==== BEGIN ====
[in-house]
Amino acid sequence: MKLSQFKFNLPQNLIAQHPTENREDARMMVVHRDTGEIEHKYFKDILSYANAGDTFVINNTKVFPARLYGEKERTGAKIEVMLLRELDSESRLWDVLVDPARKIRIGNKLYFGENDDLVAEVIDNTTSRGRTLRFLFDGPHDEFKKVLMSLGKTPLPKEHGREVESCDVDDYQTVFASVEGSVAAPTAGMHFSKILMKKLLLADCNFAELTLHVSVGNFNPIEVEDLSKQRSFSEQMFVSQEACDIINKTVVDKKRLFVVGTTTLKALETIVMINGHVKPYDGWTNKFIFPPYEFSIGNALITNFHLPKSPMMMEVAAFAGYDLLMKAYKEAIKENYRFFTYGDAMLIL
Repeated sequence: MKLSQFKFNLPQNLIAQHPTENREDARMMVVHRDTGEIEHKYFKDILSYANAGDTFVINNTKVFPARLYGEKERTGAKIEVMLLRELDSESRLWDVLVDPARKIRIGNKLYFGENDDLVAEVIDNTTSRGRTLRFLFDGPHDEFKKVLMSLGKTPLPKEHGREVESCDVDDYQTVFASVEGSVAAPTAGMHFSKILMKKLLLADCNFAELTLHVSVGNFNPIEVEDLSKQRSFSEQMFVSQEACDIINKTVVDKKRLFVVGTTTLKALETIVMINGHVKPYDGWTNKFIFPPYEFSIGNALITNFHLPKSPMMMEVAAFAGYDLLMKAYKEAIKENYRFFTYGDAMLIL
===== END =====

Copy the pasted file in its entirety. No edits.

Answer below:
[in-house]
Amino acid sequence: MKLSQFKFNLPQNLIAQHPTENREDARMMVVHRDTGEIEHKYFKDILSYANAGDTFVINNTKVFPARLYGEKERTGAKIEVMLLRELDSESRLWDVLVDPARKIRIGNKLYFGENDDLVAEVIDNTTSRGRTLRFLFDGPHDEFKKVLMSLGKTPLPKEHGREVESCDVDDYQTVFASVEGSVAAPTAGMHFSKILMKKLLLADCNFAELTLHVSVGNFNPIEVEDLSKQRSFSEQMFVSQEACDIINKTVVDKKRLFVVGTTTLKALETIVMINGHVKPYDGWTNKFIFPPYEFSIGNALITNFHLPKSPMMMEVAAFAGYDLLMKAYKEAIKENYRFFTYGDAMLIL
Repeated sequence: MKLSQFKFNLPQNLIAQHPTENREDARMMVVHRDTGEIEHKYFKDILSYANAGDTFVINNTKVFPARLYGEKERTGAKIEVMLLRELDSESRLWDVLVDPARKIRIGNKLYFGENDDLVAEVIDNTTSRGRTLRFLFDGPHDEFKKVLMSLGKTPLPKEHGREVESCDVDDYQTVFASVEGSVAAPTAGMHFSKILMKKLLLADCNFAELTLHVSVGNFNPIEVEDLSKQRSFSEQMFVSQEACDIINKTVVDKKRLFVVGTTTLKALETIVMINGHVKPYDGWTNKFIFPPYEFSIGNALITNFHLPKSPMMMEVAAFAGYDLLMKAYKEAIKENYRFFTYGDAMLIL